Yellow Foot and Hedgehogs
Slim Pickings – Unlike the diversity of edible mushrooms available for picking in October, January offers up only a few hardy species in our area. Two of the most readily available are Craterellus tubaeformis, commonly known as the Winter Chanterelle or Yellowfoot and Hydnum umbilicatum, which we affectionately call the Bellybutton Hedgehog. Both mushroom species are considered good edibles especially given our limited options. Luckily, you can find them both in second growth conifer forests extending from the lower levels of the Cascade mountain range and continuing west to the Pacific coast. Of the two species, you are somewhat more likely to encounter the Yellowfoot mushroom. Preferring to fruit around areas with woody debris, stumps, large logs or needle duff makes their habitat fairly diverse but easy to identify. They typically emerge in good sized troops which can be scattered over a fairly large area. Their cap color starts out as a light yellowish brown color becoming dull and darker with age. The cap can be several inches across and wavy along the margin. It also sports a small dimple in the center which unfortunately is great for harboring small debris. The stem is hollow and can extend to 4 or more inches in length and look flattened, grooved, curved or quite irregularly shaped as the mushroom continues to develop.
The gills are especially important to check since they differ from true gills by being more blunted with crossing veins. They are also decurrent, continuing down the top portion of the stem. The flesh of the Yellowfoot, in my opinion, is a molecule or two away from being rubber. Waterlogged mushrooms can be squeezed in your hand and they will bounce back once released. The only mushroom similar enough to be of concern in our area is the Chrysomphalina chrysophylla. Pictured to the right are the underside of a single young Yellow foot and two of the look-alike Chrysomphalina chrysophylla. This species is smallish and has a more golden color than the Yellowfoot, although it too becomes more dull with age. The gills of Chrysomphalina chrysophylla are more bladelike than the Yellowfoot and brighter colored. While the edibility of the lookalike is unknown, it is not presumed to be toxic. In any event, as with any edible, be certain of the species you’re collecting.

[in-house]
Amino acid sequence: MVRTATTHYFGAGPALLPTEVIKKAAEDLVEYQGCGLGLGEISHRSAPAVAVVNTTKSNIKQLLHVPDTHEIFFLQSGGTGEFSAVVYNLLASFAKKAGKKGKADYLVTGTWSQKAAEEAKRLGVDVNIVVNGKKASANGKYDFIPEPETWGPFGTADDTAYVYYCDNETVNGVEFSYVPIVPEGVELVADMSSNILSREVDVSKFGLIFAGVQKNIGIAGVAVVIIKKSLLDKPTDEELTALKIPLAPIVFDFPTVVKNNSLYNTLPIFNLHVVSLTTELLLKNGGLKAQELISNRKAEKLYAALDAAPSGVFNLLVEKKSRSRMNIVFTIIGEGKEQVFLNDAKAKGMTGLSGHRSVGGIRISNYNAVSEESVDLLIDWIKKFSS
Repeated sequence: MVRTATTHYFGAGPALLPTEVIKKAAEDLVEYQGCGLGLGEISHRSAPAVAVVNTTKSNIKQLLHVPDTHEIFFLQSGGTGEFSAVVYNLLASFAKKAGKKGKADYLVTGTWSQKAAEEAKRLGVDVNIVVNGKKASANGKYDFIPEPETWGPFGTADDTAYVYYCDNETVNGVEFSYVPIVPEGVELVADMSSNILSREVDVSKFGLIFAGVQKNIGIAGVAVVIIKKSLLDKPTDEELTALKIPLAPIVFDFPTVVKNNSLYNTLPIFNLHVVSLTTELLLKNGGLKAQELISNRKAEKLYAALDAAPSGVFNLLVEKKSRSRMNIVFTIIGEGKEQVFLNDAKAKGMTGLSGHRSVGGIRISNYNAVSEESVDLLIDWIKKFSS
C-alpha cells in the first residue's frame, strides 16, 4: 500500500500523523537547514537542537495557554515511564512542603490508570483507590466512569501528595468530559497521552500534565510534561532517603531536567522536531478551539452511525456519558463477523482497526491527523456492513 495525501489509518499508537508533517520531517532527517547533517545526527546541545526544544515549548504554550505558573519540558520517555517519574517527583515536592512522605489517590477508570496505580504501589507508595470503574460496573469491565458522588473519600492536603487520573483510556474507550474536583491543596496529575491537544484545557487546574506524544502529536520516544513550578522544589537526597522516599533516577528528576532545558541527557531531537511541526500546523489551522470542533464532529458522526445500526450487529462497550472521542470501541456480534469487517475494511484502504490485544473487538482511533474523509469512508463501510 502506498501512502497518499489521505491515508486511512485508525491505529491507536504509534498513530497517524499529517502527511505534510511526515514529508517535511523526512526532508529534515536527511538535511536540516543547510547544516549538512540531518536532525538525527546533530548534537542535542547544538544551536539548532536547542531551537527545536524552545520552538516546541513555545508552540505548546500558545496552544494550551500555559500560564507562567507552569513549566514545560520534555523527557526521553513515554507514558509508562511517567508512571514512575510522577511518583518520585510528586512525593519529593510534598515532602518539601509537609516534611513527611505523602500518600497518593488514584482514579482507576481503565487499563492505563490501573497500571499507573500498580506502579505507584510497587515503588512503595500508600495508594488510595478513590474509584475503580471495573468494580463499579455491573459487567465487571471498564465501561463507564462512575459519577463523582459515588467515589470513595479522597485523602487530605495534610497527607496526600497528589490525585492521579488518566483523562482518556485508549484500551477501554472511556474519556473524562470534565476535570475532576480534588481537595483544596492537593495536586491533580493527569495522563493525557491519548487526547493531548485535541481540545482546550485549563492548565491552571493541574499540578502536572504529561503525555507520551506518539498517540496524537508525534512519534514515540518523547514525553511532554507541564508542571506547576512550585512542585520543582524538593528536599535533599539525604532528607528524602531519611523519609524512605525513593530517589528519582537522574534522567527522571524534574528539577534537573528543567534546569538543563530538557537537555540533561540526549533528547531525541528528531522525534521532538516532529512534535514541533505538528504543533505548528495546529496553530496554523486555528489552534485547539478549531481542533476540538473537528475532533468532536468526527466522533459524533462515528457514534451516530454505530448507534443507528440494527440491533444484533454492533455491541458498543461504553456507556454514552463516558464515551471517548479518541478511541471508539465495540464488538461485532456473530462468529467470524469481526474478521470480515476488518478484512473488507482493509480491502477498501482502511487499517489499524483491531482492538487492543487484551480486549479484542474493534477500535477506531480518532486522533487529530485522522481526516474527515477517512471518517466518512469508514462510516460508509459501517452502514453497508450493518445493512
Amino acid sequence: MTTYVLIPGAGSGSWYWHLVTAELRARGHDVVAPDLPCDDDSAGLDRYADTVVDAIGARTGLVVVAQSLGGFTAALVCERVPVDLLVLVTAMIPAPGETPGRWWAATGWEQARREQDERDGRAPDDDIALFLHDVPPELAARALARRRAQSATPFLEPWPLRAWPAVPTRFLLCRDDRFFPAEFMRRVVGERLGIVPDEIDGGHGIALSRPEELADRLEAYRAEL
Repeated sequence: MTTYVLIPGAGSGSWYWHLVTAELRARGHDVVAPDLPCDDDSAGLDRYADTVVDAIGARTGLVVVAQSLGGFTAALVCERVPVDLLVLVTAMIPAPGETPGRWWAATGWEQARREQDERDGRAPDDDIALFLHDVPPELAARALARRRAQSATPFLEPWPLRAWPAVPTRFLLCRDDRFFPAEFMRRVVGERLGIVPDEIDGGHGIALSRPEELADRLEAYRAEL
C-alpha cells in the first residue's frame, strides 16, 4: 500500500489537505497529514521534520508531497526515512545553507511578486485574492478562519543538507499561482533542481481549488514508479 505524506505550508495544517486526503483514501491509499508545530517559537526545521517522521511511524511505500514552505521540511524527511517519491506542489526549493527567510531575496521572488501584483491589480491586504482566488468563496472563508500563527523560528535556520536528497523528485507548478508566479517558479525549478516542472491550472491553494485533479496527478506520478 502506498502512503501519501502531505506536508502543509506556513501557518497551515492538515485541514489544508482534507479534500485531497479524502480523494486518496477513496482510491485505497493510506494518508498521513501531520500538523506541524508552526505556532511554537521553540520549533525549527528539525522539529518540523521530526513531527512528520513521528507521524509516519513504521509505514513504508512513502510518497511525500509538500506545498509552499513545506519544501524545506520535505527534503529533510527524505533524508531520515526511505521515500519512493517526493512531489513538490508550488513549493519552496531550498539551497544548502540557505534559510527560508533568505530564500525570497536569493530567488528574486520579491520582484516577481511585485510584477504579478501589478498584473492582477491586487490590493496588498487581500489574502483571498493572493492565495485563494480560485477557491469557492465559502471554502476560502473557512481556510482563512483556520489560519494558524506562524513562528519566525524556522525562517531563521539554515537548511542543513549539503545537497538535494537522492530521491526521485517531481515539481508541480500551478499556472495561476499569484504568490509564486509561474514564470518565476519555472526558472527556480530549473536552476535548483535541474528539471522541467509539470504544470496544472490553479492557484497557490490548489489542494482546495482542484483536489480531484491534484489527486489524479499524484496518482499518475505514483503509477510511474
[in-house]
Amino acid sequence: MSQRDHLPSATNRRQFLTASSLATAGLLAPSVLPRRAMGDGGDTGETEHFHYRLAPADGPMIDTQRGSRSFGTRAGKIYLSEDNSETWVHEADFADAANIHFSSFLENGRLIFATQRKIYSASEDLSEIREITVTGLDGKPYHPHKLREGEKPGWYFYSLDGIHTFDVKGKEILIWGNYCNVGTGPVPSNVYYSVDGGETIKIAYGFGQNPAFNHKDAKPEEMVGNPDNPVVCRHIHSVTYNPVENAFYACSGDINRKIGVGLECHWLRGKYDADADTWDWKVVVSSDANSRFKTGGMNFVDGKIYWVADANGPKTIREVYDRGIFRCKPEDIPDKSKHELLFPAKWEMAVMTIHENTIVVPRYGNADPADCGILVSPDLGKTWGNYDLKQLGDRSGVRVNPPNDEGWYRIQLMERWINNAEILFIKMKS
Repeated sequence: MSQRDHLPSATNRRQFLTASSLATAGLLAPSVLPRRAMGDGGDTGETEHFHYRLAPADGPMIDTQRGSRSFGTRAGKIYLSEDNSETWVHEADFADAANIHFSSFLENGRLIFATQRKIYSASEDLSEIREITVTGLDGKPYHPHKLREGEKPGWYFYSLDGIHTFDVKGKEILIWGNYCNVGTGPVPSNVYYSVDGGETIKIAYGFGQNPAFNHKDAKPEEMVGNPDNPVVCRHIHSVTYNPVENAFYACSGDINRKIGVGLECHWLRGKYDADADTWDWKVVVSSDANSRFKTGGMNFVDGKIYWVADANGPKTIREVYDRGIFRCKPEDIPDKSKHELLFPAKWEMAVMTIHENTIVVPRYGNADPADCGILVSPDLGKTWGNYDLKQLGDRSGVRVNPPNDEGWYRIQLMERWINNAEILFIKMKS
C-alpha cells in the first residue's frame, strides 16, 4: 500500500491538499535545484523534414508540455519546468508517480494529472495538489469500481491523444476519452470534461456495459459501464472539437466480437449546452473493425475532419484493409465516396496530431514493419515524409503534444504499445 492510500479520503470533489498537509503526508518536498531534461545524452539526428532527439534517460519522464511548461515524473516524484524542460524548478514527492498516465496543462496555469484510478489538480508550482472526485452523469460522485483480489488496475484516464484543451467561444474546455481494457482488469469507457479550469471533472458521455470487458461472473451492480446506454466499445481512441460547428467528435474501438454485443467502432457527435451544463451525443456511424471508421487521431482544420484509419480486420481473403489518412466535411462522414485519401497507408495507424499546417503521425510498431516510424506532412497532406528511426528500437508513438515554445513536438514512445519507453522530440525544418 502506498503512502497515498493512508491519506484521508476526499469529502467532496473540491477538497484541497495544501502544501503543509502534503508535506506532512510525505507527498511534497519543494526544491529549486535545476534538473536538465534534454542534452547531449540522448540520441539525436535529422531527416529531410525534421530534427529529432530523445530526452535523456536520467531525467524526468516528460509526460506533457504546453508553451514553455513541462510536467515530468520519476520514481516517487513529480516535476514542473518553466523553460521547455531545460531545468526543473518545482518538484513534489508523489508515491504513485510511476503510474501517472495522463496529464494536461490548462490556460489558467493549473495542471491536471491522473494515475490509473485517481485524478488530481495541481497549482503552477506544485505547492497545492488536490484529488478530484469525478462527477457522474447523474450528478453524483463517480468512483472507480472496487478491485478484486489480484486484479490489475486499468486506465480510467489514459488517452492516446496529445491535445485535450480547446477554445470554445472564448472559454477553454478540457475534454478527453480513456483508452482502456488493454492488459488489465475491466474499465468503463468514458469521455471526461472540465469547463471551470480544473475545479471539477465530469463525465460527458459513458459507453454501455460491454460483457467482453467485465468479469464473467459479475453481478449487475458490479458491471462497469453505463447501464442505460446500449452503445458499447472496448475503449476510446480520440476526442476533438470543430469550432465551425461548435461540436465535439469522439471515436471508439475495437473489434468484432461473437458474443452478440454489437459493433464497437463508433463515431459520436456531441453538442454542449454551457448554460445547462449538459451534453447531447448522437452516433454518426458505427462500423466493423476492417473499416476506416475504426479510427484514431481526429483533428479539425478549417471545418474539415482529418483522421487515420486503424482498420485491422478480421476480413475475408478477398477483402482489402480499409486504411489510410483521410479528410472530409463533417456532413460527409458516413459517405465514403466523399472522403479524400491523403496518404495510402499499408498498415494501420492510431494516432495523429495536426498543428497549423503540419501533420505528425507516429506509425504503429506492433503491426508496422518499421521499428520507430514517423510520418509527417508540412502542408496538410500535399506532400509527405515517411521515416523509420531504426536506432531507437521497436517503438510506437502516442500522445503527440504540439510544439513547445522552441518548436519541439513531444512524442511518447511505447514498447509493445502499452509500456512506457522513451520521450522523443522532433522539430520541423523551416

While you can sit and sometimes pick dozens of Yellowfoot mushrooms in one spot, the Bellybutton Hedgehog is not so accommodating. However, since it contains many spines or teeth under its cap in place of gills, it is very easy to identify. The cap color ranges from creamy beige to creamy orange/peach. It likes the same terrain as the Yellowfoot but is also found in mossy areas as well. This species cap can become several inches across with a stem approaching 4 inches long that can be quite stout. The cap can be slightly irregularly shaped and also has a debris collecting dimple or bellybutton.
If you find specimens that are slightly waterlogged, do not apply the squeeze method to remove the water or you’ll be left with hedgehog mush as these tend to be quite brittle. You may need a hand lens to see the spines on newly emerging hedgehogs or better yet, come back in a week when they are larger. We typically find hedgehogs singularly or in small clusters. These patches can be spread out over a large area.
Whether you are trying to collect Yellowfoot or Hedghog mushrooms, be patient and try hunting at different elevations and in various geographical areas. Success is achieved only through persistence. And as we all know, there is no bad day in the woods.
Mushrooms of the Redwood Coast – Noah Siegel and Christian Schwarz